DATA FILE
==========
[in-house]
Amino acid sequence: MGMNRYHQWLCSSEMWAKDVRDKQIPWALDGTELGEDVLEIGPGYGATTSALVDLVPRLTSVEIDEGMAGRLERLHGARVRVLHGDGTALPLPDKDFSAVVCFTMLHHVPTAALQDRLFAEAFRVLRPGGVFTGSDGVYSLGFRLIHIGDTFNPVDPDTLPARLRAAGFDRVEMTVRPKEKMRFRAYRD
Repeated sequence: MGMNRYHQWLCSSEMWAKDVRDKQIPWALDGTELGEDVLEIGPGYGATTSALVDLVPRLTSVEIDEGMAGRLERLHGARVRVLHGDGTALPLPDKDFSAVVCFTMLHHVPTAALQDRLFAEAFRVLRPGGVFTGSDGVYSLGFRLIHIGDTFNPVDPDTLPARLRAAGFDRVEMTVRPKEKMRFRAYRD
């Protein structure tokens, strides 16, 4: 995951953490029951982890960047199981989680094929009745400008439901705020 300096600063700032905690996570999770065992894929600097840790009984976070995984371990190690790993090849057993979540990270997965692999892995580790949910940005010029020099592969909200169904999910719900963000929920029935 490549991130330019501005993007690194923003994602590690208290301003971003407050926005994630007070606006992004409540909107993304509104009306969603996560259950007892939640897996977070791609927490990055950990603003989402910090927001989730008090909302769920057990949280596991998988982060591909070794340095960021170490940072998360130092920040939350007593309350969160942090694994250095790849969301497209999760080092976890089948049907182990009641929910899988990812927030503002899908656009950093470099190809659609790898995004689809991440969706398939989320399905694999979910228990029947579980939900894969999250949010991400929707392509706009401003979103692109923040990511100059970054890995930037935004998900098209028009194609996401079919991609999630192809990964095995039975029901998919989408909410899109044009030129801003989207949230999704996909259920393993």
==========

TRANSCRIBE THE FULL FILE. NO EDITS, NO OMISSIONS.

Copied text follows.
[in-house]
Amino acid sequence: MGMNRYHQWLCSSEMWAKDVRDKQIPWALDGTELGEDVLEIGPGYGATTSALVDLVPRLTSVEIDEGMAGRLERLHGARVRVLHGDGTALPLPDKDFSAVVCFTMLHHVPTAALQDRLFAEAFRVLRPGGVFTGSDGVYSLGFRLIHIGDTFNPVDPDTLPARLRAAGFDRVEMTVRPKEKMRFRAYRD
Repeated sequence: MGMNRYHQWLCSSEMWAKDVRDKQIPWALDGTELGEDVLEIGPGYGATTSALVDLVPRLTSVEIDEGMAGRLERLHGARVRVLHGDGTALPLPDKDFSAVVCFTMLHHVPTAALQDRLFAEAFRVLRPGGVFTGSDGVYSLGFRLIHIGDTFNPVDPDTLPARLRAAGFDRVEMTVRPKEKMRFRAYRD
């Protein structure tokens, strides 16, 4: 995951953490029951982890960047199981989680094929009745400008439901705020 300096600063700032905690996570999770065992894929600097840790009984976070995984371990190690790993090849057993979540990270997965692999892995580790949910940005010029020099592969909200169904999910719900963000929920029935 490549991130330019501005993007690194923003994602590690208290301003971003407050926005994630007070606006992004409540909107993304509104009306969603996560259950007892939640897996977070791609927490990055950990603003989402910090927001989730008090909302769920057990949280596991998988982060591909070794340095960021170490940072998360130092920040939350007593309350969160942090694994250095790849969301497209999760080092976890089948049907182990009641929910899988990812927030503002899908656009950093470099190809659609790898995004689809991440969706398939989320399905694999979910228990029947579980939900894969999250949010991400929707392509706009401003979103692109923040990511100059970054890995930037935004998900098209028009194609996401079919991609999630192809990964095995039975029901998919989408909410899109044009030129801003989207949230999704996909259920393993």